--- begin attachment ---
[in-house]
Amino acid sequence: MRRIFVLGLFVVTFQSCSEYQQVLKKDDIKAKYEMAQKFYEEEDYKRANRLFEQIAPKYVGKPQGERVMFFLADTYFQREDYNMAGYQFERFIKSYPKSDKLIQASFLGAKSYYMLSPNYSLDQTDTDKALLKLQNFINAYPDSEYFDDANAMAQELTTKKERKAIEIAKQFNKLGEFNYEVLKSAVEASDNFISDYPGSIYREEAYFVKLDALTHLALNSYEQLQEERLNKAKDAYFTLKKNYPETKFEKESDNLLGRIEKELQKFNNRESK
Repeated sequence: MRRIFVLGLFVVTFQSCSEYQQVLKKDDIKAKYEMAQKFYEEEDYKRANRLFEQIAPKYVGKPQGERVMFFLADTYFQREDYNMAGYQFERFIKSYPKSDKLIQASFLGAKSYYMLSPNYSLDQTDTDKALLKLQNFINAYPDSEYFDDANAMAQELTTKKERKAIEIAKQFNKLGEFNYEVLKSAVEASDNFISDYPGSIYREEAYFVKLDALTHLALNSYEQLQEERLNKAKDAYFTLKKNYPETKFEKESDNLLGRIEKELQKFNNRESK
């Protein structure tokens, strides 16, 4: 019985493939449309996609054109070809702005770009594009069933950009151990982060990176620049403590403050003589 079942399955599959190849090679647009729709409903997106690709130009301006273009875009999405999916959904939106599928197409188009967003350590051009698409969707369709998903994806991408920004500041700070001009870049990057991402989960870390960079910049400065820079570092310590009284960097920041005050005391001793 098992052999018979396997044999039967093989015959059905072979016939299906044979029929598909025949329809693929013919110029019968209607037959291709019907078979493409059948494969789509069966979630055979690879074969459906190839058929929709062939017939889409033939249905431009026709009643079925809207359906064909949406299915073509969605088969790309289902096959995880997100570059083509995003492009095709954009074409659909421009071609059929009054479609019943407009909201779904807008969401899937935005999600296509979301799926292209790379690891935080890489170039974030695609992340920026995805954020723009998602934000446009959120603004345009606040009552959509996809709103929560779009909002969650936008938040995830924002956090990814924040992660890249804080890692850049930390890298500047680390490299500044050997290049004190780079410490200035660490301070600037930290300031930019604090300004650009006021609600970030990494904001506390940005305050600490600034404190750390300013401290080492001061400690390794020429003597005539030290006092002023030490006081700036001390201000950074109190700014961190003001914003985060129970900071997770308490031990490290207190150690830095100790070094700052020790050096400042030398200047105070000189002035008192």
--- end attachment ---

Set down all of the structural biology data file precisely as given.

[in-house]
Amino acid sequence: MRRIFVLGLFVVTFQSCSEYQQVLKKDDIKAKYEMAQKFYEEEDYKRANRLFEQIAPKYVGKPQGERVMFFLADTYFQREDYNMAGYQFERFIKSYPKSDKLIQASFLGAKSYYMLSPNYSLDQTDTDKALLKLQNFINAYPDSEYFDDANAMAQELTTKKERKAIEIAKQFNKLGEFNYEVLKSAVEASDNFISDYPGSIYREEAYFVKLDALTHLALNSYEQLQEERLNKAKDAYFTLKKNYPETKFEKESDNLLGRIEKELQKFNNRESK
Repeated sequence: MRRIFVLGLFVVTFQSCSEYQQVLKKDDIKAKYEMAQKFYEEEDYKRANRLFEQIAPKYVGKPQGERVMFFLADTYFQREDYNMAGYQFERFIKSYPKSDKLIQASFLGAKSYYMLSPNYSLDQTDTDKALLKLQNFINAYPDSEYFDDANAMAQELTTKKERKAIEIAKQFNKLGEFNYEVLKSAVEASDNFISDYPGSIYREEAYFVKLDALTHLALNSYEQLQEERLNKAKDAYFTLKKNYPETKFEKESDNLLGRIEKELQKFNNRESK
């Protein structure tokens, strides 16, 4: 019985493939449309996609054109070809702005770009594009069933950009151990982060990176620049403590403050003589 079942399955599959190849090679647009729709409903997106690709130009301006273009875009999405999916959904939106599928197409188009967003350590051009698409969707369709998903994806991408920004500041700070001009870049990057991402989960870390960079910049400065820079570092310590009284960097920041005050005391001793 098992052999018979396997044999039967093989015959059905072979016939299906044979029929598909025949329809693929013919110029019968209607037959291709019907078979493409059948494969789509069966979630055979690879074969459906190839058929929709062939017939889409033939249905431009026709009643079925809207359906064909949406299915073509969605088969790309289902096959995880997100570059083509995003492009095709954009074409659909421009071609059929009054479609019943407009909201779904807008969401899937935005999600296509979301799926292209790379690891935080890489170039974030695609992340920026995805954020723009998602934000446009959120603004345009606040009552959509996809709103929560779009909002969650936008938040995830924002956090990814924040992660890249804080890692850049930390890298500047680390490299500044050997290049004190780079410490200035660490301070600037930290300031930019604090300004650009006021609600970030990494904001506390940005305050600490600034404190750390300013401290080492001061400690390794020429003597005539030290006092002023030490006081700036001390201000950074109190700014961190003001914003985060129970900071997770308490031990490290207190150690830095100790070094700052020790050096400042030398200047105070000189002035008192």